These fibres grow from plants or animals. If they are plant based they are built with cellulose, if they are animal based, they are built with protein, (corn based fibres break the rules here, protein from plant.) If they can be used after harvesting and washing (maybe a bit of long soaking and a lot of mechanical action too in the case of flax/ hemp/ some bamboo) then they are natural.
Silk is included here, noting that for silk to be harvested the chrysalises need to be soaked in hot water or steamed (worm still in) and the ends have the be picked out of this to be wound off.
These use plant or animal (milk) based building blocks to industrially make polymers extruded into fibres. The minute you are reconstituting a plant grown product, from one form to another, e.g wood and bamboo into viscose, Tencel ™, modal ™ etc. (viscose from bamboo is the most common form of bamboo fibre in the market), these are actually all man made. These have been developed into a wide variety of final fibres and yarns, and can feel very luxurious. They also often take a very long time to dry!
This technology is now being applied to chemically recycled plant based fabrics and novel waste feedstocks eg straw and orange peel – these are most commonly all part of the family of regenerated cellulose fibres
These usually consist of oil based constituents. These are entirely inventions of the industrial era, the main players here are Polyester and Nylon. Elastane, or Lycra ™ is Polyurethane and in this gang too! Essentially these are plastics that are extruded into fibres with a myriad of final properties and characteristics. Modern processing is now including post industrial and post consumer hard plastic waste back into useable fibres, e.g. Polyester Fleece from plastic drink bottles, and Nylon swimwear fabrics from salvaged ghost fishing nets. Though this is a tiny fraction of the market and there is growing awareness that this takes plastic from the circular system of turning bottles back into bottles and downcycling them into a cloth that can never be fully recovered.
Polyester is currently about 60% of the global annual fibre consumption.
Recycling – this can be possible with some synthetics, though rarely back to textile fibre of the same grade as its virgin counterpart, more of a downcyclebut the capacity to recycle fibres, globally, is very small, most end up in landfill and don’t biodegrade.
Textile recycling has been occuring as long as we have been making textiles, for the vast majority of our history the labour intensive process of growing, harvesting, preparing, spinning, weaving or knitting and dyeing were so valuable that no items were thrown away, and many were repurposed and reused. This also went for any waste accrued during all these processes. The sections below cover recycling techniques beyond the ideal first steps of repair, remaking and upcycling, where we take waste cloth and items to turn them back into a fibres and yarn again.
Pre-consumer textile waste is generally easier to collect and recycle – most commonly understood as things like garment offcuts, – the sections of cloth left behind after garment panels are cut out. These are homogenous and the fibre content is known. – these are the most sought after feedstock for textile recycling today as they can be collected easily by fibre content category, and colour and can immediately be put into mechanical ragging machines.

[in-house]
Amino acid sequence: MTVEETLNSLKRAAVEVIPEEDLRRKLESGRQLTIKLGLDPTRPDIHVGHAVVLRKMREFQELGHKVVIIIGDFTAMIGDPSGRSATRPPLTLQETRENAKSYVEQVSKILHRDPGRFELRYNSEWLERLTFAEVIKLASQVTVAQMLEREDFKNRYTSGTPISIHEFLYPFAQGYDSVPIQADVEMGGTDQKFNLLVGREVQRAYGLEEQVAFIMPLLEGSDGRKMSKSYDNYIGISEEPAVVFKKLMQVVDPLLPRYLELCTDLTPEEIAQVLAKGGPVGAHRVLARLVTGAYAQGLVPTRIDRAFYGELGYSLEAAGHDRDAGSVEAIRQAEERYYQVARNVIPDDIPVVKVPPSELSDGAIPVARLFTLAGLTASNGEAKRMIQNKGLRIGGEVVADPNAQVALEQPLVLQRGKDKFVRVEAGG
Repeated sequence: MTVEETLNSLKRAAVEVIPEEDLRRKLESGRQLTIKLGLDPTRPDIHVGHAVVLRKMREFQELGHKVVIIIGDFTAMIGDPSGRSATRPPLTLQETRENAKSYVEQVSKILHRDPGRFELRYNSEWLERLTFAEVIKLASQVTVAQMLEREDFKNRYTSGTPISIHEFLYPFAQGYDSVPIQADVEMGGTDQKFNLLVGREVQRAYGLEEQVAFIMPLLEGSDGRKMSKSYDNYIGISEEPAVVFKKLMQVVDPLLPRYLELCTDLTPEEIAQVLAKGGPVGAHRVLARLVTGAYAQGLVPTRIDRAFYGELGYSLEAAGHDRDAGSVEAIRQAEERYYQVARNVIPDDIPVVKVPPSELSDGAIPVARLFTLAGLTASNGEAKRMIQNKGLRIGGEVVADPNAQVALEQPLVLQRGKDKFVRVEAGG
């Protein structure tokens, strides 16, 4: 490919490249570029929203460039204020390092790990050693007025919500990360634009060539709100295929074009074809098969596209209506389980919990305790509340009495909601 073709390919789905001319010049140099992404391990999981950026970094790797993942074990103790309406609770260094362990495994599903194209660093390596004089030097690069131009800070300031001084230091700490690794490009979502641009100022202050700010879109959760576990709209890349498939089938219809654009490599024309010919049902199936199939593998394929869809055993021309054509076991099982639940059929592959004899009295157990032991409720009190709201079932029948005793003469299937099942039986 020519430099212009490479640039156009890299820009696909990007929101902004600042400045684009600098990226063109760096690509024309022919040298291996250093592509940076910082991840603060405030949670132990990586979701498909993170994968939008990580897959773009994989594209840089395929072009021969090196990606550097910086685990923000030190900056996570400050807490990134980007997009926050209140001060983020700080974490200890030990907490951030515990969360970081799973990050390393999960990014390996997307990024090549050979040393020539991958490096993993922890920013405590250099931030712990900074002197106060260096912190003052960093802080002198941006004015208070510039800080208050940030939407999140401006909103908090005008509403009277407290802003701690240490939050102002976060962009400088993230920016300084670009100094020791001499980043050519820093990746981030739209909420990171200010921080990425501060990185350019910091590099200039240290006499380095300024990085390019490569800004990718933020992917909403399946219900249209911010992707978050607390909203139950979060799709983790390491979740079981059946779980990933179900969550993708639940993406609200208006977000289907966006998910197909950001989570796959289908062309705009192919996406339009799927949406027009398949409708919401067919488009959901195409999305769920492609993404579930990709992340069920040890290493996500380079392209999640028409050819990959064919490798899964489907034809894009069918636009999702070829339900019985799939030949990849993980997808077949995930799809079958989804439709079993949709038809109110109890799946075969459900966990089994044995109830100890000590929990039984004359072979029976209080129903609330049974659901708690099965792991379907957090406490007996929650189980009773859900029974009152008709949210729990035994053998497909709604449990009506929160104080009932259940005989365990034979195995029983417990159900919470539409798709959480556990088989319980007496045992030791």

Pre-consumer is also a term used for garments – recycled as deadstock before ever being worn – this can be easier than post consumer as items from an overrun, brand change or quality error will be from a know origin, and be consistent in fibre content and colour.
The feedstock can be very high grade and commercially valuable as well as easier to manage for a higher quality yarn and cloth at the end.
Frequently, recycled content is used as a portion of fibre content, blending with virgin fibres to give the resulting yarn and fabric even more strength and longevity.
waste pieces of cloth are fed into a machine that tears the fabric apart, giving a resulting pile of sections of yarn and fibre that can look quite fluffy. This has traditionally been known as the shoddy process, and for wool, this indsutry never left us as wool is such a high value fibre. This technique is growing in popularity again for cotton and other natural fibres, and can indeed be done on a mix of fibres. The value of the output, is entirely dependant on the value of the input. Mills are expanding in Spain, Bangladesh, India and more to sort waste cotton by colour, rag it, and blending it with virgin fibre to make a range of yarns for t-shirts and other causal wear. Prato in Italy has ever remained a region famed for processing of wool shoddy as well as virgin wool products.
This is where a feedstock is taken back to it’s molecular building blocks and put it back together again. In textiles this is most successfully occuring in the world of regenerated cellulose. Where we take pre and post consumer 100% cotton cloth, eg denim offcuts from jeans manufacturing, and take that and dissolve the cloth to make a solvent of cellulose molecules to be re-extruded as new ‘viscose’ fibres. This has been possible for a very long time, as the viscose rayon process has been around since early in the 10th century.
Bemburg made in Japan, uses the short fibre waste from the cotton spinning process, more recently, Refibra, by Lenzing is made from cotton offcuts through it’s closed loop Lyocell process. We are now seeing many novel feedstocks rangeing from orange peel, coffee beans and other agricultural waste being able to at least be a portion of a cellulose fibre based yarn and cloth. It is worth noting that in order for these premium textile to textile recycling systems to be possible we need 100% cotton items to be in the system in the first place to create the heirarchy of feesticks to then re-circulate through these innovative processes.